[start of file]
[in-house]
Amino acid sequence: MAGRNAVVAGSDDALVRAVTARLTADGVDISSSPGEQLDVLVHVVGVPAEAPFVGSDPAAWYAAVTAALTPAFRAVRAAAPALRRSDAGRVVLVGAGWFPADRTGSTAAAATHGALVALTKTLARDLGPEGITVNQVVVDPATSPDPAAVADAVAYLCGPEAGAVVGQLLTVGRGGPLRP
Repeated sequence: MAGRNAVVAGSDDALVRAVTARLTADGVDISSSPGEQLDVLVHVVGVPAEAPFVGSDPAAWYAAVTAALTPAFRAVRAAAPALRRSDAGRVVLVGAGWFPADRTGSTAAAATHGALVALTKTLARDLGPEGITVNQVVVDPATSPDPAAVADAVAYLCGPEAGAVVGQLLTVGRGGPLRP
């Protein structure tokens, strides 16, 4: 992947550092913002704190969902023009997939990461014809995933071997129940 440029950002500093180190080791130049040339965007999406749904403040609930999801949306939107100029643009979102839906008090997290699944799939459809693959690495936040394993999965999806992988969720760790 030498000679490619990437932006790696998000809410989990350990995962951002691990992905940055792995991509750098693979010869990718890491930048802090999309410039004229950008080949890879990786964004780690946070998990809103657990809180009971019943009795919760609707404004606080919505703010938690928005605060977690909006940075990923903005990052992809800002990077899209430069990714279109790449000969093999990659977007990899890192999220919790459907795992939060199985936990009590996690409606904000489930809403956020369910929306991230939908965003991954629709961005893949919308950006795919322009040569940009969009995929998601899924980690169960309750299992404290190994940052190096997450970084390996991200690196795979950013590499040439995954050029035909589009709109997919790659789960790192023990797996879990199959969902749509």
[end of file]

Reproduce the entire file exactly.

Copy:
[in-house]
Amino acid sequence: MAGRNAVVAGSDDALVRAVTARLTADGVDISSSPGEQLDVLVHVVGVPAEAPFVGSDPAAWYAAVTAALTPAFRAVRAAAPALRRSDAGRVVLVGAGWFPADRTGSTAAAATHGALVALTKTLARDLGPEGITVNQVVVDPATSPDPAAVADAVAYLCGPEAGAVVGQLLTVGRGGPLRP
Repeated sequence: MAGRNAVVAGSDDALVRAVTARLTADGVDISSSPGEQLDVLVHVVGVPAEAPFVGSDPAAWYAAVTAALTPAFRAVRAAAPALRRSDAGRVVLVGAGWFPADRTGSTAAAATHGALVALTKTLARDLGPEGITVNQVVVDPATSPDPAAVADAVAYLCGPEAGAVVGQLLTVGRGGPLRP
């Protein structure tokens, strides 16, 4: 992947550092913002704190969902023009997939990461014809995933071997129940 440029950002500093180190080791130049040339965007999406749904403040609930999801949306939107100029643009979102839906008090997290699944799939459809693959690495936040394993999965999806992988969720760790 030498000679490619990437932006790696998000809410989990350990995962951002691990992905940055792995991509750098693979010869990718890491930048802090999309410039004229950008080949890879990786964004780690946070998990809103657990809180009971019943009795919760609707404004606080919505703010938690928005605060977690909006940075990923903005990052992809800002990077899209430069990714279109790449000969093999990659977007990899890192999220919790459907795992939060199985936990009590996690409606904000489930809403956020369910929306991230939908965003991954629709961005893949919308950006795919322009040569940009969009995929998601899924980690169960309750299992404290190994940052190096997450970084390996991200690196795979950013590499040439995954050029035909589009709109997919790659789960790192023990797996879990199959969902749509």